Director Steven Soderbergh has been known for quirky film experiments since "Sex, Lies, and Videotape" gave audiences all three of those things in 1989. He's mixed commercial fare like the "Ocean's" movies, "Erin Brockovich," "Traffic" and the recent "Contagion" with a film-noir attempt ("The Good German") and a two-part Che Guevara movie.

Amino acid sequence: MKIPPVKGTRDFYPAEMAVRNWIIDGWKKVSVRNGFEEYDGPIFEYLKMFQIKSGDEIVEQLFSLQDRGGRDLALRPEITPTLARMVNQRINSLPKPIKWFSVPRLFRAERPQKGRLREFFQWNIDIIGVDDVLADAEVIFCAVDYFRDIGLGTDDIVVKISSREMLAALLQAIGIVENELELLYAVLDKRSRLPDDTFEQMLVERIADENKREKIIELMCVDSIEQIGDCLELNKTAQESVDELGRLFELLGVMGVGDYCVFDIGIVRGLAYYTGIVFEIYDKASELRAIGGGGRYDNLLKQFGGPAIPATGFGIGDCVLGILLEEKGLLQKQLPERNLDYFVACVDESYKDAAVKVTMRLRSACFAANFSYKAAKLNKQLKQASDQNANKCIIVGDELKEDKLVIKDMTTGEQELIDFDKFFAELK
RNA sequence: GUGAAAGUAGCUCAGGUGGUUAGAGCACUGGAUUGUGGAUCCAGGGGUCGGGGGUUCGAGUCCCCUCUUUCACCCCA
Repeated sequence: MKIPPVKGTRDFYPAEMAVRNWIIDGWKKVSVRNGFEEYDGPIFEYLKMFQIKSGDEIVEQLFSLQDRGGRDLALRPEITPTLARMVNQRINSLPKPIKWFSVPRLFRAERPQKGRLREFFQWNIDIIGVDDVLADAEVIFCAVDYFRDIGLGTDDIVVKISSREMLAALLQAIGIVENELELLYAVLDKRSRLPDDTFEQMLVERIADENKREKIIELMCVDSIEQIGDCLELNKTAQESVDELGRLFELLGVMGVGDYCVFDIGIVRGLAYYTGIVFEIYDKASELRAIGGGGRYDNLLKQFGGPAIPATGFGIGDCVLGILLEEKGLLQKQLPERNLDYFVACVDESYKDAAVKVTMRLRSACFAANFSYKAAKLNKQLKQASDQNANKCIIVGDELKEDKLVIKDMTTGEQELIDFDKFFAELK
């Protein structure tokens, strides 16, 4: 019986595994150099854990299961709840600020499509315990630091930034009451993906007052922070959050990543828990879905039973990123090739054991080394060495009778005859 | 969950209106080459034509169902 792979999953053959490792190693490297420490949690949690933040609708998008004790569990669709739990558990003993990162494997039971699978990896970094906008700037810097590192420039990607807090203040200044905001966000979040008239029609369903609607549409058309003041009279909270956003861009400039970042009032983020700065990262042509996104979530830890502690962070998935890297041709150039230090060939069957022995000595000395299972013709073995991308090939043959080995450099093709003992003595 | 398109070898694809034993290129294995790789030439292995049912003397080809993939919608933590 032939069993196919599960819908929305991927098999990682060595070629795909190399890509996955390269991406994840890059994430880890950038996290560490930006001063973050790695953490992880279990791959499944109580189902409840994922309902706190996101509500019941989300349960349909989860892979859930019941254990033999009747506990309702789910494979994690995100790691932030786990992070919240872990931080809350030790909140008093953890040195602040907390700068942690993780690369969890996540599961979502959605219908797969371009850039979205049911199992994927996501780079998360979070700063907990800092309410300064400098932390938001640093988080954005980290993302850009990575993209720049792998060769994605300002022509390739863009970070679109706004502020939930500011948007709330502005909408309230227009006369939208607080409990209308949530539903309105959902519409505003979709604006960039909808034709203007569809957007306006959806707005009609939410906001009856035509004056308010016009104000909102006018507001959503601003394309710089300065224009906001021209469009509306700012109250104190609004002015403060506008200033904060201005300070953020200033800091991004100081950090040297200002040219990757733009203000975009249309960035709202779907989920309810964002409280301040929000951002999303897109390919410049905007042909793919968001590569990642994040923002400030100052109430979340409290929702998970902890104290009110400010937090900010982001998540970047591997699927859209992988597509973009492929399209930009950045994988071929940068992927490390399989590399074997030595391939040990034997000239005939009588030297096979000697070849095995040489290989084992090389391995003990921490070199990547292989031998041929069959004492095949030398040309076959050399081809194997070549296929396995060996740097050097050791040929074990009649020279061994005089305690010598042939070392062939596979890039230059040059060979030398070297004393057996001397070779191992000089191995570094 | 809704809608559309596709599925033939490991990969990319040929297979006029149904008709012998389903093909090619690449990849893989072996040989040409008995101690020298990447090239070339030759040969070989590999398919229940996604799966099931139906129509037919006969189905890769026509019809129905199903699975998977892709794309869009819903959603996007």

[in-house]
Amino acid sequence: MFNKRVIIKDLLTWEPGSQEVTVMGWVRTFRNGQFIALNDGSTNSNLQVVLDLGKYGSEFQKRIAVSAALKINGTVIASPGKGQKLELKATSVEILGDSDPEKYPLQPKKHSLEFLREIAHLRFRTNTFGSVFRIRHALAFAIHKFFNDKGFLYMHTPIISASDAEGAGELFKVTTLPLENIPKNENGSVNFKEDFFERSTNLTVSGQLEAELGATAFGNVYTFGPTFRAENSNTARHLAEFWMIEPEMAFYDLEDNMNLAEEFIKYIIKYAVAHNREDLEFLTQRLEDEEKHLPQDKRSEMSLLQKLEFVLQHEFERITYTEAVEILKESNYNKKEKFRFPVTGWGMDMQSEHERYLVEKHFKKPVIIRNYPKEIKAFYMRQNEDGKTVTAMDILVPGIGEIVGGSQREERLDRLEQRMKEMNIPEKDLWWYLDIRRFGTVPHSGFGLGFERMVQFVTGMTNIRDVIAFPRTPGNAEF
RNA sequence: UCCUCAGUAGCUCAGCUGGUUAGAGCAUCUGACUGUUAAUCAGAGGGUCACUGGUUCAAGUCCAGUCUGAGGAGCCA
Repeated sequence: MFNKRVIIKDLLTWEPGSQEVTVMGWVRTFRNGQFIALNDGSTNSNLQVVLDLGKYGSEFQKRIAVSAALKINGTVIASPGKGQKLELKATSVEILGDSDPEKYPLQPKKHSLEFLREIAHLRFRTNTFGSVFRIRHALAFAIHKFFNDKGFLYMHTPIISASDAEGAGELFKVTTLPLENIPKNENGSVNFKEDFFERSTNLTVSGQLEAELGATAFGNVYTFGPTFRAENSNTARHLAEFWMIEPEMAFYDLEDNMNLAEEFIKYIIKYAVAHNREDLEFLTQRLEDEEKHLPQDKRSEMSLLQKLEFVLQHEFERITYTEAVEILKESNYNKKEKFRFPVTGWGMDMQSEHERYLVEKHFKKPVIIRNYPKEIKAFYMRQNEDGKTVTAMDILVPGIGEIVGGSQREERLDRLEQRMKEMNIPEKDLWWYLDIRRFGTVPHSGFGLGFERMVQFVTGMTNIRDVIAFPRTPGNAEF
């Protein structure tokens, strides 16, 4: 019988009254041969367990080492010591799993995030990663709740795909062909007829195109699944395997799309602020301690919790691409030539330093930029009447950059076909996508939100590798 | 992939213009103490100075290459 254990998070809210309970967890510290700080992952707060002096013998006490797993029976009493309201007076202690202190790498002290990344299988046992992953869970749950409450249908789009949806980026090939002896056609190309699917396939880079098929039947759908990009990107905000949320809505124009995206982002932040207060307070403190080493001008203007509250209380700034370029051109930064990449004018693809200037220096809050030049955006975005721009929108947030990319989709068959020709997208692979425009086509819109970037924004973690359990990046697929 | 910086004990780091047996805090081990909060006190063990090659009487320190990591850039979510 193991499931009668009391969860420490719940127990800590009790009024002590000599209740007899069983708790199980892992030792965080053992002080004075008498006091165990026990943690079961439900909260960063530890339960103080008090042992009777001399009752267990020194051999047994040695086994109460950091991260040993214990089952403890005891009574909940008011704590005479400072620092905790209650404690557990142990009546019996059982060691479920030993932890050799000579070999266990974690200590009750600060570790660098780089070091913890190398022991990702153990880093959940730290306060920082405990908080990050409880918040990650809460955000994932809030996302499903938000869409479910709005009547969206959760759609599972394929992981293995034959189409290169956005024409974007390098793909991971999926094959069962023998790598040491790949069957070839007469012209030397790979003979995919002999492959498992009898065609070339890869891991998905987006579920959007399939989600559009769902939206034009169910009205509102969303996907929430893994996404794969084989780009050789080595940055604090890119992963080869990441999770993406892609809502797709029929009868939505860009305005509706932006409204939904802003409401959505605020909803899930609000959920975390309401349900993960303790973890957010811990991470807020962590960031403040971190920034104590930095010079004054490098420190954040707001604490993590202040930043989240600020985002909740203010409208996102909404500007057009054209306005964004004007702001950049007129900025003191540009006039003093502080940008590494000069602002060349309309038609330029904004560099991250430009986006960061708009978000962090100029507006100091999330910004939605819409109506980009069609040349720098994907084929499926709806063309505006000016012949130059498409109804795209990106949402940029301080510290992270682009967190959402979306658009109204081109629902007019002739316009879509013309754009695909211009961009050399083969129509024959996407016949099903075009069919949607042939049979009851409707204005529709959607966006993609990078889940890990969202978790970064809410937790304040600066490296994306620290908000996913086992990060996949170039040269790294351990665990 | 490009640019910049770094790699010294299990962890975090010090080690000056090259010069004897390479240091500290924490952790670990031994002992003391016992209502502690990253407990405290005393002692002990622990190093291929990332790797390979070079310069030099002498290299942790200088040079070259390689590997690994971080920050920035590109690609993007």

With "Haywire," which opens Jan. 20, he heads in yet another direction, casting Gina Carano, a professional mixed-martial-arts fighter with limited prior acting experience, in the lead role as an international black-ops agent. It's a risk mitigated by a team of male co-stars (Michael Fassbender, Ewan McGregor, Michael Douglas, Antonio Banderas, Channing Tatum) that would seem at home in Mr. Soderbergh's swanky "Ocean's Eleven" world. In fact, "Haywire" plays a bit like "Ocean's," with an added wallop of spy-versus-spy butt-kicking. Mr. Soderbergh talked about his tough new starlet's cross-demographic appeal (from feminists to Ultimate Fighting Championship fans), and the joy of seeing a girl beat up on the boys.
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